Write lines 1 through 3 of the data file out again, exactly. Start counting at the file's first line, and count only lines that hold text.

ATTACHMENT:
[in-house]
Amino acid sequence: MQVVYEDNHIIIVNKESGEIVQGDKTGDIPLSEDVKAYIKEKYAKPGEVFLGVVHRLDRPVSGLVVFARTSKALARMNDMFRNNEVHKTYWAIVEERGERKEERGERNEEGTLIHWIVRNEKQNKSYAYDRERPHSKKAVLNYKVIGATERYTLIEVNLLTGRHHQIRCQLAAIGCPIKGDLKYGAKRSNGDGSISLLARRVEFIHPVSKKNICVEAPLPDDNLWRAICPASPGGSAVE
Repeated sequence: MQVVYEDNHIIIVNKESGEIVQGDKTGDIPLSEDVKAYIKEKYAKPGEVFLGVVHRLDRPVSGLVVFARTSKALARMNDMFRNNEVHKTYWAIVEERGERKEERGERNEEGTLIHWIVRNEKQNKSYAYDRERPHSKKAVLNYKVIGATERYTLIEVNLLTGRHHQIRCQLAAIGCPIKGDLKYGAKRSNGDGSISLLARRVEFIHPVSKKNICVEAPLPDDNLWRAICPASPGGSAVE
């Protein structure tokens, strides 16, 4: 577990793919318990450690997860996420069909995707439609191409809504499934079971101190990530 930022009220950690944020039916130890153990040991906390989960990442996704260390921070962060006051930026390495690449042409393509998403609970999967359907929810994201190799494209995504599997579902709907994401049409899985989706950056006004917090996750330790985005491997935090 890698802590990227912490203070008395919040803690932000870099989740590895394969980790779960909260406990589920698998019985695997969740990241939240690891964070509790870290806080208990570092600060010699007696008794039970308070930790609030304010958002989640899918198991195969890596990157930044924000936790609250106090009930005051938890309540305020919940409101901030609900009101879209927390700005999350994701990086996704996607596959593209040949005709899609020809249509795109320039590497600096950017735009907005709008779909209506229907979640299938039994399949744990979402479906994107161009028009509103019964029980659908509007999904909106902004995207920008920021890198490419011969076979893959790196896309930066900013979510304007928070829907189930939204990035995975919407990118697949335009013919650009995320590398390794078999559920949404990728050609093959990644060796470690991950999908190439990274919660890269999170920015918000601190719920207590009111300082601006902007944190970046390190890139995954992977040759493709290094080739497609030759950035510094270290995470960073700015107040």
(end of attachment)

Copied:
[in-house]
Amino acid sequence: MQVVYEDNHIIIVNKESGEIVQGDKTGDIPLSEDVKAYIKEKYAKPGEVFLGVVHRLDRPVSGLVVFARTSKALARMNDMFRNNEVHKTYWAIVEERGERKEERGERNEEGTLIHWIVRNEKQNKSYAYDRERPHSKKAVLNYKVIGATERYTLIEVNLLTGRHHQIRCQLAAIGCPIKGDLKYGAKRSNGDGSISLLARRVEFIHPVSKKNICVEAPLPDDNLWRAICPASPGGSAVE
Repeated sequence: MQVVYEDNHIIIVNKESGEIVQGDKTGDIPLSEDVKAYIKEKYAKPGEVFLGVVHRLDRPVSGLVVFARTSKALARMNDMFRNNEVHKTYWAIVEERGERKEERGERNEEGTLIHWIVRNEKQNKSYAYDRERPHSKKAVLNYKVIGATERYTLIEVNLLTGRHHQIRCQLAAIGCPIKGDLKYGAKRSNGDGSISLLARRVEFIHPVSKKNICVEAPLPDDNLWRAICPASPGGSAVE